- Scammers say there's a problem or a prize. They may say you're in trouble with the government, that you owe money, or someone in your family had an emergency. Others may claim you have won a lottery but have to pay a fee to claim it.
- Scammers pressure you to act immediately. They want you to act before you have time to think or look into their claims. They may threaten to arrest you, sue you, or corrupt your computer.
- Scammers tell you to pay in a specific way. They may insist you buy gift cards, wire money through a company, or use cryptocurrency. Some will send you a check (that will later turn out to be fake) and tell you to deposit it and send them money.
The Iowa Department of Justice has additional information and resources available to protect consumers from scams, as does the FTC Scam Alert website.
How to avoid a Scam
- Never give personal or financial information to an unsolicited call or email request that you didn't expect.
- Block unwanted calls and text messages.
- Be suspicious of callers who demand immediate payment for any reason.
- Resist the pressure to act immediately. An honest business will give you time to make a decision.
- Stop and talk to someone you trust. Before you take any action, tell a friend, family member, or colleague what happened. Talking it out can help you realize it's a scam.
- Know how scammers tell you to pay. Never pay someone who insists you use cryptocurrency, a wire transfer service, or a gift card. Never deposit a check and send money back to someone.
- If you think you’re the target of a scam, hang up without providing any information or money and report the call to your local police department.
- Be thoughtful about what information you post online. Keep your privacy settings up to date on social media sites, as scammers often pull personal information about their targets from the internet to gain trust or seem legitimate.
The FBI has reported a rise in scams targeting young adults where blackmailers threaten to distribute nude or compromising images unless their demands are met.
Keep these warning signs in mind, and be cautious when interacting with people you've never met in person.
The scammer may:
- Contact you on a dating service, social media website, or gaming app.
- Express strong emotions for you right away, and pressure you into speaking with them on a more private channel.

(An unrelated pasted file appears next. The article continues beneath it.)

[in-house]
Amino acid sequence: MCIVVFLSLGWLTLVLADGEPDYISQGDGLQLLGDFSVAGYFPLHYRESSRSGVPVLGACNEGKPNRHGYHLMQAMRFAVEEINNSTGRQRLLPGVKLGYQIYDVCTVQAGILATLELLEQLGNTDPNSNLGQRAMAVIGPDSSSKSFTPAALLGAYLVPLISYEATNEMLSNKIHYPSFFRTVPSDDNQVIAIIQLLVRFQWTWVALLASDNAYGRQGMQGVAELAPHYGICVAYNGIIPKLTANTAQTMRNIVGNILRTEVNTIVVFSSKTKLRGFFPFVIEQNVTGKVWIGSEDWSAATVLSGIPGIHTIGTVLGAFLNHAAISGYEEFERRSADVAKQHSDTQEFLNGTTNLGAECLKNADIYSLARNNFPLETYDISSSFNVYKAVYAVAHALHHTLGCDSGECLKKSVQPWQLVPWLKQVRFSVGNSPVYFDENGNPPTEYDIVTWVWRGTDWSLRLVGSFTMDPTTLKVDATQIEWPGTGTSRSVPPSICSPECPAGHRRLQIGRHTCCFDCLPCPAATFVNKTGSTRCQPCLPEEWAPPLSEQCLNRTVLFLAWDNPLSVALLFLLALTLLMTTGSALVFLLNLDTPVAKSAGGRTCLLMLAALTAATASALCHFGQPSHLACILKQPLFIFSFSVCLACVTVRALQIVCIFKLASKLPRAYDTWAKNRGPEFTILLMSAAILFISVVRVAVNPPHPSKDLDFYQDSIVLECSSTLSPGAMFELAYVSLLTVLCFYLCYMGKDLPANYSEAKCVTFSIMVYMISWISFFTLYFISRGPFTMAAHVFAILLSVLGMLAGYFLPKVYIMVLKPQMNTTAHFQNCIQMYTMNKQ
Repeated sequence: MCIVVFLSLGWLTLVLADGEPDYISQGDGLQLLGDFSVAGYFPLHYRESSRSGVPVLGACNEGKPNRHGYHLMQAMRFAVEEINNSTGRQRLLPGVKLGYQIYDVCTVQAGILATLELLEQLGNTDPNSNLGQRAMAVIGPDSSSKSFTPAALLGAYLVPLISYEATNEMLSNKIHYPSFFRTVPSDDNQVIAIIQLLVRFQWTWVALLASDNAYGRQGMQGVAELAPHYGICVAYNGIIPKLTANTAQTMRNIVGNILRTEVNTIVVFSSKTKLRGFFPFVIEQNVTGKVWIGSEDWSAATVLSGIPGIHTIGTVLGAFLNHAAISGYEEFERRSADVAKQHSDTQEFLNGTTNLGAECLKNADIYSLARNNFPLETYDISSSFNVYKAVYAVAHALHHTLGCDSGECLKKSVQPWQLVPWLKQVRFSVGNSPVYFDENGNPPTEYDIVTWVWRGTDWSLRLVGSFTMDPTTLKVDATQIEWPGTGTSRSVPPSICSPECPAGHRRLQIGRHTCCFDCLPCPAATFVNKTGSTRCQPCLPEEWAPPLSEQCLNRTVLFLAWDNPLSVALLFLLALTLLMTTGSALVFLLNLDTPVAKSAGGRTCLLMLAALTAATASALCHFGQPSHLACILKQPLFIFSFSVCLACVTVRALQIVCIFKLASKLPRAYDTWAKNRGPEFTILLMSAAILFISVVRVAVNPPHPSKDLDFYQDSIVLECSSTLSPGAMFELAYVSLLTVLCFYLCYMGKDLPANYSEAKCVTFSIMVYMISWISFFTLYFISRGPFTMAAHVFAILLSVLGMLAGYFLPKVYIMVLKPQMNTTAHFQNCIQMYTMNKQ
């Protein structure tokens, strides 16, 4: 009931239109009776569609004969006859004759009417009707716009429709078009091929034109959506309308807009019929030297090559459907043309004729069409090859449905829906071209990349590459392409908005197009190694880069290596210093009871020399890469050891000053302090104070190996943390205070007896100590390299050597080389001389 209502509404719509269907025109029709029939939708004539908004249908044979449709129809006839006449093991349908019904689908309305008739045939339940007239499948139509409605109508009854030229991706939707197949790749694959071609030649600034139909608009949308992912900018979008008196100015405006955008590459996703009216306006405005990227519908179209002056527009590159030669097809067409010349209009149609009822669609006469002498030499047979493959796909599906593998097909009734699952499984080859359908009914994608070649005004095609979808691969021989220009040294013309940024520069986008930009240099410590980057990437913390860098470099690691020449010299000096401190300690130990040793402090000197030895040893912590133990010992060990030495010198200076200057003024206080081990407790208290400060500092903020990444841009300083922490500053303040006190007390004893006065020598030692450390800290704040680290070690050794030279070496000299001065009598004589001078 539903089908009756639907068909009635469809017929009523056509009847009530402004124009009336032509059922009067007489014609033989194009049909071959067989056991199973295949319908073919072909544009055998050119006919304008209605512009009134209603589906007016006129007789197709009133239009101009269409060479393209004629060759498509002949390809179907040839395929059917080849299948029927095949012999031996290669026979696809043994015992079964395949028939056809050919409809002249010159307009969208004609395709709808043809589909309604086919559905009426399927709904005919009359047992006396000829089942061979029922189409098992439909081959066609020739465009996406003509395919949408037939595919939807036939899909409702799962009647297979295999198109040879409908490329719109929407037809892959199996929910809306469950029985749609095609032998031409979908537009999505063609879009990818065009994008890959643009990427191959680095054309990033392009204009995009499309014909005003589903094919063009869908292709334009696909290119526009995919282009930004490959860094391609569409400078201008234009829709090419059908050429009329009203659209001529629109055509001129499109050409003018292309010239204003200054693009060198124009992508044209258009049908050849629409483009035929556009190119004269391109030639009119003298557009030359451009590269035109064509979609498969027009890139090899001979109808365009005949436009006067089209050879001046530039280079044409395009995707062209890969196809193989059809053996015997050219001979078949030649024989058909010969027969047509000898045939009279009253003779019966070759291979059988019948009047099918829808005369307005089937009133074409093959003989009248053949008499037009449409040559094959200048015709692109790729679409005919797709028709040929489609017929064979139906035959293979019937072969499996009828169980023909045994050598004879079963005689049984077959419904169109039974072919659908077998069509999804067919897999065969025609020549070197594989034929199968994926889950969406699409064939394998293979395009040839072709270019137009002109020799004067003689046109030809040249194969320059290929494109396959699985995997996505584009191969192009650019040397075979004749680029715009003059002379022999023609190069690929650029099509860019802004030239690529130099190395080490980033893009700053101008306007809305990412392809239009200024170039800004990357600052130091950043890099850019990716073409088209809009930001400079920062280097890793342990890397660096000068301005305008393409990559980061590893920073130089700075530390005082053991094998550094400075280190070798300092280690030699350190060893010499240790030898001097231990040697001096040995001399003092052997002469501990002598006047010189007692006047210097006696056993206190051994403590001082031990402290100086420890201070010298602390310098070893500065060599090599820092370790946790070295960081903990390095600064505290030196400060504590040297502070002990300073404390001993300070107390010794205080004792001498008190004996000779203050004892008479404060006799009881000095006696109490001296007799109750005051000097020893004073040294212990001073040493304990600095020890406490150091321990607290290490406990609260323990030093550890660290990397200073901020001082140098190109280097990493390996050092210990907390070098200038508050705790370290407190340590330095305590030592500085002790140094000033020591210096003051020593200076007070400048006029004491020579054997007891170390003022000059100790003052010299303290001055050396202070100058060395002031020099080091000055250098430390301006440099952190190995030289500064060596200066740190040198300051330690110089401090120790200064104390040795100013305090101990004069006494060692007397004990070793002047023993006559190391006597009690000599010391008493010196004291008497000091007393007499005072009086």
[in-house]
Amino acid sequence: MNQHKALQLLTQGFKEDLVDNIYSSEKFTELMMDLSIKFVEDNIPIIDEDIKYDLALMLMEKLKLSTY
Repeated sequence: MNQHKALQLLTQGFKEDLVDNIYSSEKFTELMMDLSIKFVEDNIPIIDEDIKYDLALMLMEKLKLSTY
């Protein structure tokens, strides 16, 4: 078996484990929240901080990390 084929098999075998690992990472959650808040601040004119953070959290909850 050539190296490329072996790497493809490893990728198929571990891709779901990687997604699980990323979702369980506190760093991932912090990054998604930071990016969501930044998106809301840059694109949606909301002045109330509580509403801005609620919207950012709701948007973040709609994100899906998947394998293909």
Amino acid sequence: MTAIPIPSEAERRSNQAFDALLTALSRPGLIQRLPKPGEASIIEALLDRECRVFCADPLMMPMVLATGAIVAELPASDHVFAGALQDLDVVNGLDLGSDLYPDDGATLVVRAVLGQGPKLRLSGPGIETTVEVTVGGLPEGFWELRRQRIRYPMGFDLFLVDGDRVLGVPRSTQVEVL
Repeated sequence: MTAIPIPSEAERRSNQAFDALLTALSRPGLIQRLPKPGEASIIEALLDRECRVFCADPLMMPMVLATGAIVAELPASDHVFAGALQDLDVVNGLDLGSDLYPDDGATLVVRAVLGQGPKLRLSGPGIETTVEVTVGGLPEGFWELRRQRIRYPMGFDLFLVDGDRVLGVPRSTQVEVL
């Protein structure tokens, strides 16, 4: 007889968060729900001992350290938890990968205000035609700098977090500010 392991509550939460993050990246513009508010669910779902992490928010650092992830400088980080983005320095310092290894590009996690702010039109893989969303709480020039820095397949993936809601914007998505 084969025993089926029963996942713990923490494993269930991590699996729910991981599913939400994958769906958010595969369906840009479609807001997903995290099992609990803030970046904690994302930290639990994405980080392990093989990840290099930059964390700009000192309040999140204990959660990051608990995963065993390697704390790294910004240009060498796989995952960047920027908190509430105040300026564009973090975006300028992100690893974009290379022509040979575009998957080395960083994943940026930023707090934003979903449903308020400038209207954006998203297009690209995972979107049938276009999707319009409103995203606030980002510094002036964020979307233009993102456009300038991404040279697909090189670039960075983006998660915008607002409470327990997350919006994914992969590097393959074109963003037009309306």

- Ask you to share compromising images/video or record sensitive content of you without your knowledge.
- Send you a photo which they claim is of them.
- Claim their video chat feature is broken, and ask you to send an image with your face in it.
- Have an online profile for themselves that doesn't match what you see and hear when you talk to them.
- Threaten to share compromising images with your family, friends, or co-workers unless you give them what they want (money, more photos, continued communication).
What to do
- Don't believe a blackmailer. If you give them what they're demanding, they will just keep asking for more.
- Do not pay the blackmailer or give them more money or intimate content.
- Stop all contact with the person blackmailing you. Block unwanted phone numbers and emails.
- Collect evidence including screenshots of their contact with you, phone number, their user names, where they contacted you, times, and other details.
- Report what's happening to your local law enforcement agency.
- Remember it's not your fault, even if you shared intimate content with someone.
- Reach out for support. Being the target of a scam is stressful. Take care of yourself, and make use of campus mental health and student care resources to help you cope.
Keep your Hawk Alert settings up to date. Text message is the fastest way to receive an alert.
Download Rave Guardian, the free campus safety app, for additional safety tools at your fingertips.
Campus Safety Resources
This guide is a resource to help every Hawkeye — students, faculty, and staff — feel knowledgeable of the safety and support services available on campus.